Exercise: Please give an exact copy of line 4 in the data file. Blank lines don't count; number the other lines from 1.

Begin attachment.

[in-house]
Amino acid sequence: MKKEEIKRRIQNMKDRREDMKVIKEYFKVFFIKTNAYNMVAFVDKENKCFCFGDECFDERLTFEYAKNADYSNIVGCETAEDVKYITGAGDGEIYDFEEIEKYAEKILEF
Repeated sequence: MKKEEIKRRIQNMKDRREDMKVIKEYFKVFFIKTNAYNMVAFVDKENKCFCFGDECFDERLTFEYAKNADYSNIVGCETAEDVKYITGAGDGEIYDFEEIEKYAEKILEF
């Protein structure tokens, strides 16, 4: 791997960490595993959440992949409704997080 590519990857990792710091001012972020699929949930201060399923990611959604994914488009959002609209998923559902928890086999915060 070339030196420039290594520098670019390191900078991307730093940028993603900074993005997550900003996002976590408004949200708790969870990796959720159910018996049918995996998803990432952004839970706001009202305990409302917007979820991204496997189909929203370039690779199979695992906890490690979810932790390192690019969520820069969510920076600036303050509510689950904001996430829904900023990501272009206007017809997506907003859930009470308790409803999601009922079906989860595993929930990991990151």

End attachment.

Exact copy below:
């Protein structure tokens, strides 16, 4: 791997960490595993959440992949409704997080 590519990857990792710091001012972020699929949930201060399923990611959604994914488009959002609209998923559902928890086999915060 070339030196420039290594520098670019390191900078991307730093940028993603900074993005997550900003996002976590408004949200708790969870990796959720159910018996049918995996998803990432952004839970706001009202305990409302917007979820991204496997189909929203370039690779199979695992906890490690979810932790390192690019969520820069969510920076600036303050509510689950904001996430829904900023990501272009206007017809997506907003859930009470308790409803999601009922079906989860595993929930990991990151």